We have another new baby in town. His name is Maxim Theodore Lowe, son of Julius and Milena Lowe, born on Sunday, March 29, at the Martha’s Vineyard Hospital. Welcome, Maxim. I look forward to watching you grow into your elegant name, and wish you to flourish and be happy all of your life.
Our Annual Town Meeting and elections have been postponed to some unknown date in the future.
It feels like all of our lives are on hold until some unknown date in the future. I still don’t mind being home. I’m still not bored or restless. There is plenty to do and I am especially grateful that today is sunny and warmer than the stretch of chilly, gray days we had last week. Things are coming up in my yard. I am enjoying spring.
Spring is my favorite season, to watch the daily unfolding of new life. I love the progression of snowdrops to daffodils to bleeding hearts and catmint, of rhododendrons and azaleas, of watching our woods gradually turn pink/yellow/orange/chartreuse as new leaves emerge. The colors are subtle and so welcome after black, white, and gray winter.
This spring is proving to be quite pleasant. There is unscheduled time, my favorite, as it feels like there is plenty of it to procrastinate over chores, and time to work at them a bit every day when I feel like it. No pressure. Spring is when you think you can accomplish anything.
With everyone being “self-distancing,” what an odd euphemism, there is also plenty of time for catching up with distant friends and relatives. I am loving the emails and phone calls, reconnecting with people who have been special to me. Artists sending images of their newest work, cousins I haven’t spoken with in awhile, old high school and college friends telling me about their far-away lives.
Louise Bessire called this morning from her apartment in New York City. She is usually here for Easter. Not this year. But we had a nice catching-up conversation, talking about West Tisbury neighbors, and Louise’s children and grandchildren. She is fine, in a comfortable place with plenty to do, and can get outside to walk in Riverside Park, which is beautiful this time of year, bright green with blooming ornamental trees. She did mention the 15 tickets she had for art, music, and theater events that are all cancelled. I asked if any were online and she said they were not, although many things are.
One could spend one’s life online these days. Museum collections, classes teaching one how to do anything imaginable, concerts, poetry readings, cooking demonstrations, puppy training, learning a new language. You name it.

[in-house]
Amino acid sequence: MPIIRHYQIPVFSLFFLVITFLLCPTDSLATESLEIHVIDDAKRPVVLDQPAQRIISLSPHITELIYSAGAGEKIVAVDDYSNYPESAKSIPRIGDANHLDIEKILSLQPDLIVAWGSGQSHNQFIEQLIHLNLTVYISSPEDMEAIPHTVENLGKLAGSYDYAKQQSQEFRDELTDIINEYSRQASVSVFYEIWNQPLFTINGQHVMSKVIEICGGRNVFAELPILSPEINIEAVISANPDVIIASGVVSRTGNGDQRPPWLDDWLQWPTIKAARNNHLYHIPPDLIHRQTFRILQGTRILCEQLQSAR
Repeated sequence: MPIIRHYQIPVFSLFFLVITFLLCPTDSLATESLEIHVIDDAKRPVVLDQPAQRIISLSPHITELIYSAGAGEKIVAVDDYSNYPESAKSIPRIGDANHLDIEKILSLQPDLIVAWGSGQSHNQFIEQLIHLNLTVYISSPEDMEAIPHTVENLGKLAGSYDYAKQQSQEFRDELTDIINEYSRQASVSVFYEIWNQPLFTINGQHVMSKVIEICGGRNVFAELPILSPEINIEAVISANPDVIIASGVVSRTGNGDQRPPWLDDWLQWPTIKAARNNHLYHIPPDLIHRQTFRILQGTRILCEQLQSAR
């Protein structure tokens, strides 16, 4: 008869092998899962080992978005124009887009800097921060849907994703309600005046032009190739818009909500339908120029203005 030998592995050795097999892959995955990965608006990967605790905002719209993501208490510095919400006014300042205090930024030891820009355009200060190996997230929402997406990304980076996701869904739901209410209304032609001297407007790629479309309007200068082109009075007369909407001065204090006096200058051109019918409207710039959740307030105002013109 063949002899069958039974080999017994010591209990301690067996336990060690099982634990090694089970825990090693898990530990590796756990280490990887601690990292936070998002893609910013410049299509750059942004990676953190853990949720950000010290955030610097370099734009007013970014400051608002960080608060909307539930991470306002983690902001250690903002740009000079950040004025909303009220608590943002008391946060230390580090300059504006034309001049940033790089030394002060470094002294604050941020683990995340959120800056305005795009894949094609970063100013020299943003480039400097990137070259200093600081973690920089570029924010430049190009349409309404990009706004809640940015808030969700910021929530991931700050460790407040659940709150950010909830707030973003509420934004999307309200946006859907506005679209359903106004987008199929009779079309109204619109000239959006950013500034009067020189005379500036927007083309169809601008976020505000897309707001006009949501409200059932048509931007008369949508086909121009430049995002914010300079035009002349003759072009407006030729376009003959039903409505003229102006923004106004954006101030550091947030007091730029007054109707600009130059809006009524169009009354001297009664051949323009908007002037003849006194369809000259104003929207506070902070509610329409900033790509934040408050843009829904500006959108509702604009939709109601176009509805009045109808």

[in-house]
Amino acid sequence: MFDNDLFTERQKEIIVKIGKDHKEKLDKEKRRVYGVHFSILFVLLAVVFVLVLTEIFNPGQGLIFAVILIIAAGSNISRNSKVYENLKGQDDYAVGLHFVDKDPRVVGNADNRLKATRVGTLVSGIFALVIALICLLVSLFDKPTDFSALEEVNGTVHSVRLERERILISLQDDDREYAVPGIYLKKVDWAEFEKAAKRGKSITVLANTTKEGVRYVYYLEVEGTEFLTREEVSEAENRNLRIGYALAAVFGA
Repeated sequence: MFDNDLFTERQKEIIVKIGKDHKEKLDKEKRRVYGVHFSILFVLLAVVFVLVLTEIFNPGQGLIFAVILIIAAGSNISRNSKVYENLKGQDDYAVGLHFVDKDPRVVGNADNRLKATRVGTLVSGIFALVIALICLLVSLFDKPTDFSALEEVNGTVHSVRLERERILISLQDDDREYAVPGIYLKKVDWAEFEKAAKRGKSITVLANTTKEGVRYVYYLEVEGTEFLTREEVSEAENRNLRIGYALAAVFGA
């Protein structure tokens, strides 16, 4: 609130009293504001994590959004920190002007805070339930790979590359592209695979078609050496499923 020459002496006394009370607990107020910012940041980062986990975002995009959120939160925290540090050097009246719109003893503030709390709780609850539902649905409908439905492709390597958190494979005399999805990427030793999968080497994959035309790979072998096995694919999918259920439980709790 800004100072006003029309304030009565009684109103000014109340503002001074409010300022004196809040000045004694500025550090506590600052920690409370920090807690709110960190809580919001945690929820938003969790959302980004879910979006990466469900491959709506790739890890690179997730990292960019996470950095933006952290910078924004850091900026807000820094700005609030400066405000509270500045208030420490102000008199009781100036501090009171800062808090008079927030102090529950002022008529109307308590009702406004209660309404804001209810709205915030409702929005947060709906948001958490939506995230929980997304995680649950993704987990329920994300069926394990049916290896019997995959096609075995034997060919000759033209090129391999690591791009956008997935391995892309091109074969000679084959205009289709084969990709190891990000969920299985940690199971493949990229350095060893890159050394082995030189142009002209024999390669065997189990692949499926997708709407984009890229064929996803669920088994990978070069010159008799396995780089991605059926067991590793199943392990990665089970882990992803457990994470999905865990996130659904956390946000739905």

At our library this week, make sure to contact using listed emails, for your Zoom invitations to join the events.
Thursday, April 9, 10:30 am, Laura Jordan’s Little Bird Music class for children. Email firstname.lastname@example.org..
Friday, April 10, 8 am, Jason Mazar-Kelly’s Kripalu Flow Yoga class. Participants at all skill levels are welcome. Email email@example.com. At 3 pm, Donald Nitchie’s Poetry drop-in class. Email firstname.lastname@example.org. Participants will read and discuss two poems, then use them as prompts to write their own.
Monday, April 13, 3 pm, KT Herr online poetry class, “Love in the Time of Quarantine.” Register one day in advance to receive reading materials; they are free online. Email email@example.com. At 5 pm, Sci-Fi Book Club with Alexandra Pratt. Check the library website, http://westtisburylibrary.org, for list of titles. Email firstname.lastname@example.org to sign up. At 7 pm, Niki Patton will host Writers Read, for writers to read their short pieces of fiction or nonfiction. Sign up at email@example.com.
Tuesday, April 14, Laura Jordan online support groups for parents. She will have half-hour sessions for individuals from 10 am to noon, and a group session from 3 to 4:30 pm. Email firstname.lastname@example.org.
Check the library website, westtisburylibrary.org, for updates.
I was sad to hear from Ann DuCharme telling me that her wonderful mother, Linda DuCharme, had died. She sent along a link to the Brattleboro Reformer, where Linda was assistant managing editor for 16 years. Linda also wrote beautifully descriptive essays, much like E.B. White, about her life in Brattleboro, the change of seasons, snow, chores, the observations of dailyness that good writers can turn into art.
Linda was so smart. I hadn’t known that she had a five-night winning streak on Jeopardy. I did know that she loved words and writing and nuances of language. I knew that she and her husband, Bob, were kind, funny, creative, theatrical, well-read. Their visits to the Steve and Maureen Murphy house on Music Street were occasions for unbeatable conversation and delicious dinners. (Ann DuCharme is married to Ted Murphy, whose parents owned the house.)
A co-worker at the Reformer referred to Linda and Bob’s “DuCharmed life.” I am grateful for having known Linda, for knowing Bob, and for their daughter Ann. The DuCharmes stopped coming to the Island when Linda’s Parkinson’s Disease made it too difficult for her to travel. We still kept in touch through Ted and Ann’s visits to Vermont.
May you peacefully rest, Linda. If there is an afterlife, I hope yours is filled with newspapers and books to read and changing Vermont weather outside your window.